There’s no better way to explore a city, particularly a gastronomic mecca like San Sebastián, than to eat your way through it. In this case, one Pintxo (tapas) at a time. Despite the plethora of Michelin-rated restaurants, our most rewarding glimpse of the city and its energetic vibe, was a night spent wandering around the Old Town sampling the local food and wine.
Of course, deciding amongst the multitude of bars and knowing what to order meant finding an experienced local. Enter Eli Susperregi, Culinary Guide Manager with Mimo, a critically acclaimed cooking school that specializes in cultural immersion through food. We knew as soon as we met her that we were in excellent hands and happily let her lead the way.
The Old Town of San Sebastián is the heart of the city with respect to both its history and the place where locals and tourists alike converge when it’s time for a beverage and a bite. Its cobblestone streets are peppered with doorways and typically a staircase leading down to a basement bar that is standing room only. Remnants of the city’s military past are present through cannons and pieces of the wall that used to surround it. It is also home to two of the oldest churches in the city: San Vincente and St. Mary’s Basilica which date back to the 16th and 18th century respectively.
As we wandered around the maze of pedestrian-only lanes, we ended up in Constitution Plaza, which until 1940 was home to the City Hall. Eli drew our attention upwards and asked us to tell her if we noticed anything unusual. All of the balconies surrounding the square had numbers. Those numbers have been kept over time as an homage to when the square used to be the town’s Bullring. Today it is the main gathering place for locals to celebrate all of their major holidays, the most famous being San Sebastián Day. On January 19th at the stroke of midnight, the city flag is raised and the Tamborrado (drumming festival) begins. It lasts a full 24 hours and the excitement with which Eli explains the event, tells us it would be worth returning to witness in person.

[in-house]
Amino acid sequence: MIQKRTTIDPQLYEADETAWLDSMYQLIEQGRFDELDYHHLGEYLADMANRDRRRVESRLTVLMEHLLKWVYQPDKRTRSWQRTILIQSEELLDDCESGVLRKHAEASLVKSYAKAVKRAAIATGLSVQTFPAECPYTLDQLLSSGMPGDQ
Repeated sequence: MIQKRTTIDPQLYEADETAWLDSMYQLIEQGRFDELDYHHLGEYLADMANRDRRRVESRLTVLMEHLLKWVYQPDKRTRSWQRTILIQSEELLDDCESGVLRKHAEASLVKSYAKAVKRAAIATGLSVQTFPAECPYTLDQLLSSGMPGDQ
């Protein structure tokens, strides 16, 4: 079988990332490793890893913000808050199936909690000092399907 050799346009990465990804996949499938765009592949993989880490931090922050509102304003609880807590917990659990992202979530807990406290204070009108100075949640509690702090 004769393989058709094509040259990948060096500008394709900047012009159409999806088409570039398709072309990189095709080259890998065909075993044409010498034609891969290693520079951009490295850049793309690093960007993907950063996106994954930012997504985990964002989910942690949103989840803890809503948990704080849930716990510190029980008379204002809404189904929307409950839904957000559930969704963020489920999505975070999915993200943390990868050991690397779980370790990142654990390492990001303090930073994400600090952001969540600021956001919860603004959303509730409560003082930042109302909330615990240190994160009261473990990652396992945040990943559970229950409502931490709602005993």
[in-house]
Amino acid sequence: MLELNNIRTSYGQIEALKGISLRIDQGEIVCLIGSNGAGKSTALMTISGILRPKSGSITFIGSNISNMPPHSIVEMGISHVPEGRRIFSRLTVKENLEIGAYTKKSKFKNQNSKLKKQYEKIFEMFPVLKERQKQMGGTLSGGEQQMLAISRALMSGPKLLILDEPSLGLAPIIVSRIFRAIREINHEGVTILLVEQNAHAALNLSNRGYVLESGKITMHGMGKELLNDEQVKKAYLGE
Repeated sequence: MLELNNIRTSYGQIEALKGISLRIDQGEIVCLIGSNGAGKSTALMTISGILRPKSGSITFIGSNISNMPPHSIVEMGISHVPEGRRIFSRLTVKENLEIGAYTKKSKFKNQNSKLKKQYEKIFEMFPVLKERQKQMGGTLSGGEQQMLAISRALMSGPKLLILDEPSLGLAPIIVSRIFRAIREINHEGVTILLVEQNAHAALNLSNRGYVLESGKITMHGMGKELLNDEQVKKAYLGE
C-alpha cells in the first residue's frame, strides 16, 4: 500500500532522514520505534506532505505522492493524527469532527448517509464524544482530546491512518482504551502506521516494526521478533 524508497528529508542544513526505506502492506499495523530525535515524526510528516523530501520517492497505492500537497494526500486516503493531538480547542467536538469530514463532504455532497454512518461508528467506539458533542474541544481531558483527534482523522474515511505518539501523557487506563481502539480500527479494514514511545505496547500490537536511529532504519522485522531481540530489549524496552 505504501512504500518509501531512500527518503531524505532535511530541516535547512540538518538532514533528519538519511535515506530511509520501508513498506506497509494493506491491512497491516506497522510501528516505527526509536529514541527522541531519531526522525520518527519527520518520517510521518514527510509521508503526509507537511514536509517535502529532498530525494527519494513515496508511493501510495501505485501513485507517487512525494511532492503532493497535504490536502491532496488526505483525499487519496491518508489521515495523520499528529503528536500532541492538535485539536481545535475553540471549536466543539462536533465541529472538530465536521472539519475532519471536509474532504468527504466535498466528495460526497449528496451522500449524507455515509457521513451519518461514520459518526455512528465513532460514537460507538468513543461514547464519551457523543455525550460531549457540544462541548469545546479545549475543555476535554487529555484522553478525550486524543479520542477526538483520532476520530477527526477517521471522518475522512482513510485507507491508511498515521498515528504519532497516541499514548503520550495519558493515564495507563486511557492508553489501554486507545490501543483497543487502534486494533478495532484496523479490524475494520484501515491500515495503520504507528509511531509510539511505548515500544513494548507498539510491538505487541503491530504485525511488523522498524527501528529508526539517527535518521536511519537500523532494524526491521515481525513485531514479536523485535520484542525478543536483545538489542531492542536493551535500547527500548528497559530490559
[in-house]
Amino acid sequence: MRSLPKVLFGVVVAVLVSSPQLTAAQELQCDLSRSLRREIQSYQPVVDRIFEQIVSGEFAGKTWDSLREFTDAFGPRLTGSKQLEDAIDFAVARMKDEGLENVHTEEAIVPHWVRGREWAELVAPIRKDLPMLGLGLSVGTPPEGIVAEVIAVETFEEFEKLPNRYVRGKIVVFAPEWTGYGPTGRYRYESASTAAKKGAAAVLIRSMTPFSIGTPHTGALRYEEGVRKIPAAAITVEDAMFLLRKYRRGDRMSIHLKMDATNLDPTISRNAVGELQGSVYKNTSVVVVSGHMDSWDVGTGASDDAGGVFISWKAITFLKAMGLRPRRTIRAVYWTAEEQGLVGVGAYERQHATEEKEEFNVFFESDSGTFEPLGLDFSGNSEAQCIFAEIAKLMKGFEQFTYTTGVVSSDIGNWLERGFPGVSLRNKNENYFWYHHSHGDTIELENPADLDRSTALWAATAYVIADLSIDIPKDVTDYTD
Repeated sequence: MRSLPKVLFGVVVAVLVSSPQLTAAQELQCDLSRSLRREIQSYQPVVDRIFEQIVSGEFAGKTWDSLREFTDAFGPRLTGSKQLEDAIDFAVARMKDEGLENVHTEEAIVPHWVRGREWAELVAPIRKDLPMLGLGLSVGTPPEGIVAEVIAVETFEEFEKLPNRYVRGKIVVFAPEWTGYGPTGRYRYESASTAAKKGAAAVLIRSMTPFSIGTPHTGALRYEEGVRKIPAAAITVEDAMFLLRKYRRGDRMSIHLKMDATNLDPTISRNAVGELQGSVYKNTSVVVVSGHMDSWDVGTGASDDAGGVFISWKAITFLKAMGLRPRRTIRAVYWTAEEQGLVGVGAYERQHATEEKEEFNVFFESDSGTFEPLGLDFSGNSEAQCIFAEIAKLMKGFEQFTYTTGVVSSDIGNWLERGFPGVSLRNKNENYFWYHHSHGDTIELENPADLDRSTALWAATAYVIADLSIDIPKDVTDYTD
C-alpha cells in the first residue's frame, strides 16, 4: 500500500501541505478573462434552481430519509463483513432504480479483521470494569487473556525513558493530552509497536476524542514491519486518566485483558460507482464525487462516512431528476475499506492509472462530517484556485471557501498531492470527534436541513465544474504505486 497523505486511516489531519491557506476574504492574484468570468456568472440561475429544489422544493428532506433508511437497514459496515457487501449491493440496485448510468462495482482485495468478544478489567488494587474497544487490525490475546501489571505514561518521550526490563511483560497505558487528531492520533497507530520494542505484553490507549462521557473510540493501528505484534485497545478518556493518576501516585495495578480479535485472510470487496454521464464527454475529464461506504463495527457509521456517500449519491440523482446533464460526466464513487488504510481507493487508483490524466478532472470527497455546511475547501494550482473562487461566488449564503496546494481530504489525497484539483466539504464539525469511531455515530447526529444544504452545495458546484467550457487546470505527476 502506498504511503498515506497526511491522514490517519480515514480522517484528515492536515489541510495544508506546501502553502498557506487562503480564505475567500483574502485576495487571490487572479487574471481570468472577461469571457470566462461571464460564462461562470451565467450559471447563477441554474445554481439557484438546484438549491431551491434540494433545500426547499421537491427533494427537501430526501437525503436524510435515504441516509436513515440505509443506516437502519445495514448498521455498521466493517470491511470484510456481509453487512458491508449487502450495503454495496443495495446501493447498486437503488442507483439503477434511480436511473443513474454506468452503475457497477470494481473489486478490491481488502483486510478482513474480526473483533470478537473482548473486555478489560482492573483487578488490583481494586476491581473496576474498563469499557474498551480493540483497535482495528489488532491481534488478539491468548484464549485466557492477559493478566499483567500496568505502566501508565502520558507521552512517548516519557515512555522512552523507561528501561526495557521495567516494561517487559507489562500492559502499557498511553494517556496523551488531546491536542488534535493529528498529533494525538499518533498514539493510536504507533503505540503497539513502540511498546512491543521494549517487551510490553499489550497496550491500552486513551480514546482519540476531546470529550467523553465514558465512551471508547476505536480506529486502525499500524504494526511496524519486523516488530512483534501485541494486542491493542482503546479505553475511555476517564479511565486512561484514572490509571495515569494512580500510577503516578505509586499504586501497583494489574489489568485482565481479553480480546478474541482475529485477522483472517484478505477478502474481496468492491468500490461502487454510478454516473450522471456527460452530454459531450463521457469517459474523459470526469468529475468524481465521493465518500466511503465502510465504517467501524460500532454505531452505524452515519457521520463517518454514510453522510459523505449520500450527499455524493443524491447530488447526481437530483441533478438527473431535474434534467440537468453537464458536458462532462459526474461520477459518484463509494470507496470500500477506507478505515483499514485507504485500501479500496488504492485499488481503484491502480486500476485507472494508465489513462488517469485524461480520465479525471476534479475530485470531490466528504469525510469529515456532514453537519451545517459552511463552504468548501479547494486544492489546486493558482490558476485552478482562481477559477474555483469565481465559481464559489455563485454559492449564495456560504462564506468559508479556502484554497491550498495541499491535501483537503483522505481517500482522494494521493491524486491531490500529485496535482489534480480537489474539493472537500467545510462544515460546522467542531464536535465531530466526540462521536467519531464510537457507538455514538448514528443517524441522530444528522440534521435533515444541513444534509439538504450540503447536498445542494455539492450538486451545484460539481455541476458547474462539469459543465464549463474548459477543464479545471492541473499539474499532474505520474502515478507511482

We kicked off our Pintxos tour at Goiz Argi to taste the local wine known as Txakoli. Slightly fizzy, it’s a dry white wine with high acidity and low alcohol content that is the perfect pairing to the area’s local fare. They are extremely proud of this wine that is produced in nearby Getaria but it’s the showmanship of the pour that will turn anyone into a fan. The bartender lined up a row of cider glasses on the bar and poured from a seemingly implausible height. According to Eli this is done to keep the bubbles intact. Our Txakoli was paired perfectly with Prawn Skewers and Mari Juli, a dish of smoked salmon, roasted green peppers and anchioves.
The next stop was Ganbara which featured an order of the first Pintxo ever created in San Sebastián, known as Gilda. It is made up of anchovies, guindilla and olives. We also tried the fried anchovies with garlic, and finished with an order of Txangurro, the local crab. All three of these pintxos were paired with the Chivite Las Fincas, a Rosé of Tempranillo and Garnacha grapes which was not only delicious but is widely available in Canada.
As we hit the midway point of our tour, the evening got busier, and we noticed paper napkins littering the floors of the most popular bars. We learned quickly that it’s not a sign of poor manners or inattentive wait staff, but rather it’s considered great compliment (and a way to spot the most frequented spots). You’re encouraged to throw your napkin on the floor upon finishing if you enjoyed what you ate. Admittedly, it took a while to shake our Canadian upbringing to proactively litter, but when in San Sebastián…! Of course, as good Canadians, we followed the local custom with a sincere apology.
We ventured into Sirimiri situated by St. Mary’s Basilica and quickly noticed its floor covered in napkins. We were now moving from seafood to meat which also meant delving into Spain’s red wines. When it comes to perfect pairings, a glass of Rioja (the 2015 Vinestral from Bodegas Marques de Reinosa) alongside Lamb and Wild Mushroom Risotto would certainly be in the running.
At Txuleta, our next taste of Spanish red was the 2015 12 Tablas from the Ribera del Duero region. Of course, no pintxos tour anywhere in Spain would be complete without some Ibérico ham! That was followed by T-Bone croquetas and piquillo peppers.
Despite feeling like we couldn’t possibly eat any more, Eli made a bold promise that the last stop would mean sampling the best cheesecake in the city, which she also claimed was likely the best in the world. We simply couldn’t turn that down and ended up at La Viña to taste it for ourselves. With a glass of Pedro Ximénez Nectar sherry, the dessert combination was simply spectacular and easily met our very high expectations.
At the end of our tour we found ourselves sitting under the steps of Santa Maria Church watching the nightlife at the height of the evening. The energy was electric and even our group of 8 partaking in long, loud toasts didn’t seem to raise an eyebrow. Spain is a country where the pleasures of the table are celebrated, and joy and fun is encouraged.
San Sebastián’s Old Town stole our hearts…and our stomachs. 5 bars, 5 wines, 13 Pintxos, and countless laughs later, it proved to be one priceless AdVINEture.